Sunday, October 9, 2011

Review: Steampunk!

Steampunk! An Anthology of Fantastically Rich and Strange Stories
Edited by Kelly Link and Gavin J. Grant
Expected publication October 11, 2011 by Candlewick Press

Unless you live under a rock, you know that steampunk is huge right now. This is a new YA anthology to introduce readers to the subtleties and varieties that encompass steampunk, with stories from a selection of YA authors. As with any anthology, this had its highlights and not-so-much for me. It was really interesting to see how each author interpreted "steampunk", especially since it can be hard to define that term in the first place. The editors provide a nice introduction, which includes their attempt to define steampunk and a brief discussion of how varied steampunk stories can be. To the stories themselves: my favorites were Libba Bray, Ysabeau S. Wilce, Kelly Link, Garth Nix, Christopher Rowe, Dylan Horrocks, and Holly Black. I really enjoyed Libba Bray's tale of a girl gang - I've read most of her books and really enjoyed them and am continually impressed by all the different directions she chooses to go in with her writing - and how successful she always seems to be. I was surprisingly engaged with Ysabeau S. Wilce's police procedural story - I had read Flora Segunda a while back and thoroughly did not enjoy it so it was pleasant to discover that I really liked the story she included here. Kelly Link's tale of summer people was slightly creepy and magical; I'm looking forward to reading more by her. Garth Nix's tale of the former Grand Technomancer presented a future not that hard to imagine. The future in Christopher Rowe's story where personal cars are frowned upon (to say the least) is also not so hard to picture. Dylan Horrocks crafted a beautiful and sad story of Steam Girl, while Holly Black's story of love among the automatons was sad in another way. The stories I didn't love (Cassandra Clare, Cory Doctorow, Delia Sherman, Shawn Cheng, Elizabeth Knox, Kathleen Jennings, and M.T. Anderson) were actually still stories that I liked - I can still remember what all of these stories were about (which, considering my memory and how much I read, is pretty impressive). The more I think about it, the more I realize that I enjoyed something in every story presented here, though I definitely had some favorites. This is a great collection that I think will easily find a big audience. I'm happy to see steampunk take off and hope some of the authors featured here will continue writing steampunk adventures.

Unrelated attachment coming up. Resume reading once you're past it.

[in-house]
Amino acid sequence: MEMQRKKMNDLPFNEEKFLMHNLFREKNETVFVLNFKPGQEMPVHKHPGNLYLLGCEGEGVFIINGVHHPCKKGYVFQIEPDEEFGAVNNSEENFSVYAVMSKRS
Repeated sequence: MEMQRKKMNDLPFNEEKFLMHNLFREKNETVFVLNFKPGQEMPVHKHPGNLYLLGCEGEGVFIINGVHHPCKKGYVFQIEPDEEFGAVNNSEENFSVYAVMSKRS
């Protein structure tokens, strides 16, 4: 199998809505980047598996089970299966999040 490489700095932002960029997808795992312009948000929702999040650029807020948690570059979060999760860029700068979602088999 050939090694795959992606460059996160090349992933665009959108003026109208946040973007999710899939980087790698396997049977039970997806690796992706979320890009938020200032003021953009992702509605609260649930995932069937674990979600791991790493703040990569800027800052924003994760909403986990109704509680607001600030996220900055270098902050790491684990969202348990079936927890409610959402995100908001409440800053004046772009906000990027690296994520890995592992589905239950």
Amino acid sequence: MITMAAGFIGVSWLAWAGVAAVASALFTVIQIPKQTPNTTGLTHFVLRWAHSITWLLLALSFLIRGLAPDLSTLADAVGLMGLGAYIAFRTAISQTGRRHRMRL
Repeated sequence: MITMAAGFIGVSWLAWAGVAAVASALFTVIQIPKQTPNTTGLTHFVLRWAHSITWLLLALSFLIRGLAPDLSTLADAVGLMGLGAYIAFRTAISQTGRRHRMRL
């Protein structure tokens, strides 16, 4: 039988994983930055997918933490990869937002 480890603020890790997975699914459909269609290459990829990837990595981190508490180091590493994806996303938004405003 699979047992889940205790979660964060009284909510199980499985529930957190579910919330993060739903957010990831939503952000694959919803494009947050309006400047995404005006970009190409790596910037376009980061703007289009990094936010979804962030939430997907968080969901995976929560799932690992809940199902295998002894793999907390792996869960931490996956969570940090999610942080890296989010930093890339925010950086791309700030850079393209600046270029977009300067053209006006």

Thanks to the publishers for an advance reader's copy.

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